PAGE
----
Now, here is an important tip for getting approval on sock patterns for men: Show them an example of the item in the color you plan to knit with. I’ve noticed, similar to obnoxious couples touring homes on HGTV, that men can’t seem to separate the item from its color. So, just like first-time homebuyers walk away from an adorable bungalow because the bedroom is painted chartreuse, men will wrinkle their noses at any pair of socks that aren’t the specific color they want. They don’t see the pattern, they see that exact pair of socks, color and all. It’s frustrating, but I’ve found that color matching my samples is the key to getting the go-ahead on patterns. It was just my luck that the main sample photos for Stepping-Stones are also in a burnt orange color, and Ismael approved.

The simple texture of these socks is a great feature for the knitter and recipient.

These socks are knit with Berroco Comfort DK, purchased on sale from Loopy Knit/Crochet in Missoula, Mont. They are thick and soft and machine washable! I sometimes feel bad for using this yarn all the time, but then I remember there are a lot of reasons for that. 1. It’s vegan (like me!) 2. It’s machine-washable 3. It’s very soft 4. The ball sizes in the fingering and DK weight are perfect for sock knitting. 5. It’s affordable, and for the time being I have a very limited knitting budget.

These socks are knit top-down, with a cuff and leg length of 5.75 inches. I modified the heel flap to a standard slipped-stitch eye-of-partridge heel. The pattern recommended a stranded technique that sounded like a bit of hassle for the same effect I could achieve this way. That’s the only modification I made to the pattern, aside from shortening the leg a bit to accomodate my yarn.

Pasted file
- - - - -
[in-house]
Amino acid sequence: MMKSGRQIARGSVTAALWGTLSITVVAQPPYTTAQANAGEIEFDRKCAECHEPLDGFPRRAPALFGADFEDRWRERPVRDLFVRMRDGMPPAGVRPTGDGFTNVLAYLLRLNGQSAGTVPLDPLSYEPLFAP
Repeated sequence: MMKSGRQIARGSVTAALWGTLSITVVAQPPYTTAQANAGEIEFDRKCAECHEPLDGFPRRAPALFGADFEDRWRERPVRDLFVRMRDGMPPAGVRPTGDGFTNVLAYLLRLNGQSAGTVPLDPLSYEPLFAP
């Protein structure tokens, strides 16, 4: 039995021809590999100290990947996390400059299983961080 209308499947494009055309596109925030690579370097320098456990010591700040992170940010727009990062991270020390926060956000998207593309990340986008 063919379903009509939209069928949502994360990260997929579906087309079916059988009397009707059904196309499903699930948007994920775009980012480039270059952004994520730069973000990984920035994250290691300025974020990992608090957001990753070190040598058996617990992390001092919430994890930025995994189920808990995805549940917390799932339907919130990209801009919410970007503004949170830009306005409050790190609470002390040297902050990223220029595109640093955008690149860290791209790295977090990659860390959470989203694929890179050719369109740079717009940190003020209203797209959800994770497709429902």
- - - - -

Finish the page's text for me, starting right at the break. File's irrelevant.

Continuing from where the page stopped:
This pattern is a very quick knit and perfect for men. I wish they would embrace lace and intricate travelling stitches, but I just don’t see that happening in the near future.

Ismael seems very happy with his socks, and now has two handknit pairs he rarely wears. All is right with the world.

Coming up: “The Scent of Lavender” and “The Case of the Missing Hexipuff”

Starting on Stepping Stones

29 Dec

The first four inches of the Stepping Stones socks.

A few months ago I picked up a couple balls of DK-weight yarn in a beautiful burnt orange color during a sale at my local yarn shop: Loopy Knit/Crochet. Although I loved the color myself, I’ve been wanting to make another pair of socks for my husband since I finished his Writer Socks last spring.

Getting the go-ahead on a color for socks from a man is a big deal, so when Ismael didn’t immediately reject the orange, I knew they were meant for him.

It has taken me forever to decide on a simple but interesting pattern for these socks, and today, right before I was going to cast and go with my own design, I found the Stepping Stones pattern on Ravelry.

With the thicker yarn and size US 2 needles, these are working up quickly and I can’t wait to finish them up and get them on my hubby’s feet.